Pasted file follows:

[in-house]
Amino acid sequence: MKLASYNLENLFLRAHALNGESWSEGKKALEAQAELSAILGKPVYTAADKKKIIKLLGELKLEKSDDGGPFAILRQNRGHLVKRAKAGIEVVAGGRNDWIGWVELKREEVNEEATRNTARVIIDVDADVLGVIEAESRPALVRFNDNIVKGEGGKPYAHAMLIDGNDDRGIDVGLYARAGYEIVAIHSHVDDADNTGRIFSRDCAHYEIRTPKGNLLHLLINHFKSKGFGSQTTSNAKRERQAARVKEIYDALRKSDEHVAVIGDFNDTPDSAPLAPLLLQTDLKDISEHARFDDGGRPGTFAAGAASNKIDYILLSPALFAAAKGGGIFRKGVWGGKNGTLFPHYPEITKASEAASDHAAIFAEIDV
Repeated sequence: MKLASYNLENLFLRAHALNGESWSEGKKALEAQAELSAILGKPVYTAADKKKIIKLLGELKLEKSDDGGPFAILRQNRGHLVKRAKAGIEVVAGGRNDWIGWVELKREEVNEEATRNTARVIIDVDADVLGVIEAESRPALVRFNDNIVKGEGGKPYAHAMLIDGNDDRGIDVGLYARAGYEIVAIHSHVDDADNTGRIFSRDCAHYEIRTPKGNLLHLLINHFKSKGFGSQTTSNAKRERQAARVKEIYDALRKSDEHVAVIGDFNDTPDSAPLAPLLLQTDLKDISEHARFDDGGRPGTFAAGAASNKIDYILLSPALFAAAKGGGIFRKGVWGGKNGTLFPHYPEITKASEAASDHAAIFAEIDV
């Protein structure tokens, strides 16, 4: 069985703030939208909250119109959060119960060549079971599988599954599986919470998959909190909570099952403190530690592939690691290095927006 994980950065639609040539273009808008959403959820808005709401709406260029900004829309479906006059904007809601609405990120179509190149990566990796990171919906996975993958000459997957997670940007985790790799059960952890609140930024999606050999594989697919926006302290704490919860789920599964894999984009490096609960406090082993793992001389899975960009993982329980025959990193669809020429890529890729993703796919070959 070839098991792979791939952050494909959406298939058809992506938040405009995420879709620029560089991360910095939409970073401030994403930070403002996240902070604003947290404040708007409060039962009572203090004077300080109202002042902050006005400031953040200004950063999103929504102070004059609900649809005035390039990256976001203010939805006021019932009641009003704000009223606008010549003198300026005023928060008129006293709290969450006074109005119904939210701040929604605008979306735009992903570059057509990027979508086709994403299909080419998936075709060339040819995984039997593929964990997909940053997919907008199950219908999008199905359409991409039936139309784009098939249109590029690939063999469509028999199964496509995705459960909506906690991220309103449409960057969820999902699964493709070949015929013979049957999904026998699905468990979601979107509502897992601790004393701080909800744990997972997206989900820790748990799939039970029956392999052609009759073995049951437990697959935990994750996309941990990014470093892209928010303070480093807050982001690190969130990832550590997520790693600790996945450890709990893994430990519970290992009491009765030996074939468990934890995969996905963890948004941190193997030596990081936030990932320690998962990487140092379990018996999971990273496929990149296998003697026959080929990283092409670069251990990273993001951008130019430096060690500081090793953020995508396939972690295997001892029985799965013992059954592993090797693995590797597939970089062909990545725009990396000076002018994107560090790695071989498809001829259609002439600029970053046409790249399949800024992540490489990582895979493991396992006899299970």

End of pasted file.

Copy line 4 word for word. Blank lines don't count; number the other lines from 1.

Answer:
């Protein structure tokens, strides 16, 4: 069985703030939208909250119109959060119960060549079971599988599954599986919470998959909190909570099952403190530690592939690691290095927006 994980950065639609040539273009808008959403959820808005709401709406260029900004829309479906006059904007809601609405990120179509190149990566990796990171919906996975993958000459997957997670940007985790790799059960952890609140930024999606050999594989697919926006302290704490919860789920599964894999984009490096609960406090082993793992001389899975960009993982329980025959990193669809020429890529890729993703796919070959 070839098991792979791939952050494909959406298939058809992506938040405009995420879709620029560089991360910095939409970073401030994403930070403002996240902070604003947290404040708007409060039962009572203090004077300080109202002042902050006005400031953040200004950063999103929504102070004059609900649809005035390039990256976001203010939805006021019932009641009003704000009223606008010549003198300026005023928060008129006293709290969450006074109005119904939210701040929604605008979306735009992903570059057509990027979508086709994403299909080419998936075709060339040819995984039997593929964990997909940053997919907008199950219908999008199905359409991409039936139309784009098939249109590029690939063999469509028999199964496509995705459960909506906690991220309103449409960057969820999902699964493709070949015929013979049957999904026998699905468990979601979107509502897992601790004393701080909800744990997972997206989900820790748990799939039970029956392999052609009759073995049951437990697959935990994750996309941990990014470093892209928010303070480093807050982001690190969130990832550590997520790693600790996945450890709990893994430990519970290992009491009765030996074939468990934890995969996905963890948004941190193997030596990081936030990932320690998962990487140092379990018996999971990273496929990149296998003697026959080929990283092409670069251990990273993001951008130019430096060690500081090793953020995508396939972690295997001892029985799965013992059954592993090797693995590797597939970089062909990545725009990396000076002018994107560090790695071989498809001829259609002439600029970053046409790249399949800024992540490489990582895979493991396992006899299970």